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State health regulators have pulled the approval of Roxbury Community College’s struggling nursing program, delivering a blow to a beleaguered campus that educates many of the city’s low-income and black and Hispanic students.

The Massachusetts Board of Registration in Nursing withdrew its approval of the program this week, citing multiple longstanding leadership and academic problems at the community college.

The revocation is the latest setback to the 1,900-student campus, which in recent years has been dogged with infighting, leadership shuffles, and financial mismanagement.

“It’s very sad, it’s very concerning,” said Judith Pare, the director of the division of nursing education at the Massachusetts Nurses Association. “Any time we lose a program that serves inner-city students, it’s a huge loss.”

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College officials said they are still trying to develop a plan to teach the 60 students currently enrolled in the nursing program.

Roxbury’s program has been under state warning since February 2017 and has not admitted new students since November, according to Ann Scales, a spokeswoman for the Massachusetts Department of Public Health.

But this week, the board withdrew the school’s approval “due to a continued inability to address a range of deficiencies,” Scales said.

The board was concerned about the lack of stability in the nursing leadership, the school’s failure to meet curriculum standards, its inadequate preparation of students before taking the national nursing exam, and insufficient resources to meet the program’s goals, Scales said.

Roxbury students lagged statewide in passing the nursing licensing exam: Its pass rate last year was 78 percent, the second-lowest in Massachusetts, where the average was 89 percent.

Additionally, since January 2017, Roxbury has appointed five administrators to run the nursing program, state officials said.

The last one, hired in January, resigned 2½ weeks ago, said Valerie Roberson, Roxbury’s president.

The school appointed a new internal candidate as director last week and is waiting for the state board to approve the position, Roberson said.

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College officials are disappointed that it did not receive approval and will appeal the decision, she said.

“I don’t see this as a setback,” Roberson said. “It’s what happens in anybody’s course of a life, you have up days and down days. . . . RCC is not going to stop until we’re fully reinstated.”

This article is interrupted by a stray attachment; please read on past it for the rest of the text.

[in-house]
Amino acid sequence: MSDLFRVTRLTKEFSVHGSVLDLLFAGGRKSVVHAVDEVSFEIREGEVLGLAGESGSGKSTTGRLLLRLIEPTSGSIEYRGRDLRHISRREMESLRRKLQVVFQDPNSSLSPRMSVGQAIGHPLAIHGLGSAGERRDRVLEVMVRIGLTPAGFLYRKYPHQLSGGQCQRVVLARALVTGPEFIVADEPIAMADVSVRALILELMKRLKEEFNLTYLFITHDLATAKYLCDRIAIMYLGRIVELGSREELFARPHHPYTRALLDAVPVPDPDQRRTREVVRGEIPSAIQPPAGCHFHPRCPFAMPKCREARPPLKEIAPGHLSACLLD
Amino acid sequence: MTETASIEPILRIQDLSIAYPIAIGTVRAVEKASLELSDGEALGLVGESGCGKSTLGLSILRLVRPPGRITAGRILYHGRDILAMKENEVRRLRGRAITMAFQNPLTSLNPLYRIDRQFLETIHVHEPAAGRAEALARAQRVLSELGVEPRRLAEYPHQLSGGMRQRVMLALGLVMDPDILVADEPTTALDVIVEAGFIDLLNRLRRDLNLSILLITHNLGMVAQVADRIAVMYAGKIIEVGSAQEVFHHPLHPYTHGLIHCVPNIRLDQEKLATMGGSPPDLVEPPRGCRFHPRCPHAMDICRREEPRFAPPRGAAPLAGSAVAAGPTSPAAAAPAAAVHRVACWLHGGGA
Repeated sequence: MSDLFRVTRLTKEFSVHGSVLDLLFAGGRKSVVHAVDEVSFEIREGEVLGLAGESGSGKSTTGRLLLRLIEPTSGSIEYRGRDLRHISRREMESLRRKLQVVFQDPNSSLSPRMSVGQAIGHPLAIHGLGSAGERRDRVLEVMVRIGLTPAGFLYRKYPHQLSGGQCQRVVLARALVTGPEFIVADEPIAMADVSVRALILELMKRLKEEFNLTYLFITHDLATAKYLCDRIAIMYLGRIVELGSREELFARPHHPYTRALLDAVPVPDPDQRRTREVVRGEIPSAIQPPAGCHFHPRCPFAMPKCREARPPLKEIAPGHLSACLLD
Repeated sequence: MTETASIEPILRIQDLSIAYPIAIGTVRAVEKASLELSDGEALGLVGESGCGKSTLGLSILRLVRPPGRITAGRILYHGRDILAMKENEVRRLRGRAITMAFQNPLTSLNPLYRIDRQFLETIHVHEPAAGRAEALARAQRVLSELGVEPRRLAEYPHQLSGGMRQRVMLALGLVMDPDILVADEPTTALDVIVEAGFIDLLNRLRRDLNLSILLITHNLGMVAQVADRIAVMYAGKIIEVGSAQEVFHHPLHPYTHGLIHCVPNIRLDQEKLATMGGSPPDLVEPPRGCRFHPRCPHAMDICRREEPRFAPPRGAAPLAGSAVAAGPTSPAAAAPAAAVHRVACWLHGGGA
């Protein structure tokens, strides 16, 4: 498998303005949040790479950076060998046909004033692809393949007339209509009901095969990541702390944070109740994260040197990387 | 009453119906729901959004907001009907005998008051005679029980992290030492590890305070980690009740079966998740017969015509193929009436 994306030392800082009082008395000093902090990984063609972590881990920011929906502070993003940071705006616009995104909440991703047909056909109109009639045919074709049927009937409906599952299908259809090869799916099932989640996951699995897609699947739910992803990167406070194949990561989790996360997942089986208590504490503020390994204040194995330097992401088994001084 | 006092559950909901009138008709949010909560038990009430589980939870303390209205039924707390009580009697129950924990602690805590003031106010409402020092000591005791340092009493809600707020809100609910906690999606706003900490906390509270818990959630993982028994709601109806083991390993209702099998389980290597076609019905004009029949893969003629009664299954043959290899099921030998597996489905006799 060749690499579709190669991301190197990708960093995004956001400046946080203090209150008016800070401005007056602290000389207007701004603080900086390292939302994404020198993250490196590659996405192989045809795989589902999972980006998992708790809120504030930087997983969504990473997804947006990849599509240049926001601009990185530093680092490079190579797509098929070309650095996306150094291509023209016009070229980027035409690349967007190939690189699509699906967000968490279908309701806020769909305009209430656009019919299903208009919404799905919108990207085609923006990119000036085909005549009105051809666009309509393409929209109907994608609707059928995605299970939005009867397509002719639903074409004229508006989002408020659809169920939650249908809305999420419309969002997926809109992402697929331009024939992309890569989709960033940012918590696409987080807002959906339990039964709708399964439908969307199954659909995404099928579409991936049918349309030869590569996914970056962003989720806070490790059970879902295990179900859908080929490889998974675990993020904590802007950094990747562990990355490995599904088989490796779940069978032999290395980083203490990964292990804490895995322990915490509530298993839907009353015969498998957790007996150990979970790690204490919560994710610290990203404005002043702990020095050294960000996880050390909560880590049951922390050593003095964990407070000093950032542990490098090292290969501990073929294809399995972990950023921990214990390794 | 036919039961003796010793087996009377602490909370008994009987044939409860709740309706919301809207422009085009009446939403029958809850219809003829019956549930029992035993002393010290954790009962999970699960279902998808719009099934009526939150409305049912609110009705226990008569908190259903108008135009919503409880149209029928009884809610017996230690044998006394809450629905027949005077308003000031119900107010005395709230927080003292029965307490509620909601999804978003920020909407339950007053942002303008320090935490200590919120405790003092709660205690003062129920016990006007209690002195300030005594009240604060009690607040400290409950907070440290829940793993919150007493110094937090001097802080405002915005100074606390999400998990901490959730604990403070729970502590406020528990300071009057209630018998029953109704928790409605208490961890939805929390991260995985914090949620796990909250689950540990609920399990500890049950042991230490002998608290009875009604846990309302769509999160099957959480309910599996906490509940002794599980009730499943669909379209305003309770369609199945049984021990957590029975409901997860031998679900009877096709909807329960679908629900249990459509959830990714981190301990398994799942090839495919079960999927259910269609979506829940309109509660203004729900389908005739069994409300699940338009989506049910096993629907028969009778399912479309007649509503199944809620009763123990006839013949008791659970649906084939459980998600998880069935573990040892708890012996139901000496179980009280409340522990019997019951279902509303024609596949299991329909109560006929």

Some students may be able to finish their nursing courses at Roxbury through the end of this year, but others could have to find alternative programs at other schools, she said.

Roberson said Roxbury has invested in its nursing program, spending $13 million since 2016 to update equipment and facilities, and redesigned the curriculum to better prepare students for exams. But the turnaround was too slow for regulators, she said.

Roxbury, where close to 80 percent of students receive federal Pell grants, a marker of poverty, and nearly an equal share are black and Latino, has struggled to find its footing on multiple fronts. Last year, Attorney General Maura Healey moved to take temporary control of the college’s foundation after a series of disputes and a mass resignation of the fund-raising arm’s board.

Roberson said the college is trying to put its problems behind, and the foundation is back to raising money.

The college remains committed to teaching nursing, she said.

Several community colleges in Massachusetts have struggled to retain their nursing programs.

Last year, Quincy College’s program lost accreditation after its pass rates on the national exam plummeted. Students were left scrambling for alternatives to the popular program.

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In the year since, Quincy has gone through a leadership shake-up, including hiring a new dean of nursing, and revamped its curriculum. This spring, the state board agreed to let the college enroll students in its nursing program again.

Last fall, MassBay Community College announced it would suspend its nursing associates degree program because it was too costly to operate and enrollment was low.

Hiring nursing faculty can be difficult for these community colleges, said Pare, with the nurses union.

Many nurses can get paid more working on the hospital floor than in the classroom, she said.

Boston-area hospitals also primarily hire nurses with bachelor’s degrees, so a community college education isn’t always enough, she said.

Still, for students who are struggling financially, the two-year degree can be a pathway into the profession. After graduating from community college, they can get jobs at nursing homes or in the state prison system, then save enough money to go back to school and earn a bachelor’s degree, Pare said.

And in a profession that remains predominantly white, programs like Roxbury’s offered a way of drawing more nurses of color, Pare said.

“I’m really hoping that the leadership of the community college system will put more into this,” she said.

The Department of Higher Education said it was aware that Roxbury’s nursing program is no longer credentialed.

It remains unclear what Roxbury will need to do to regain state approval.

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Deirdre Fernandes can be reached at deirdre.fernandes@globe.com. Follow her on Twitter @fernandesglobe.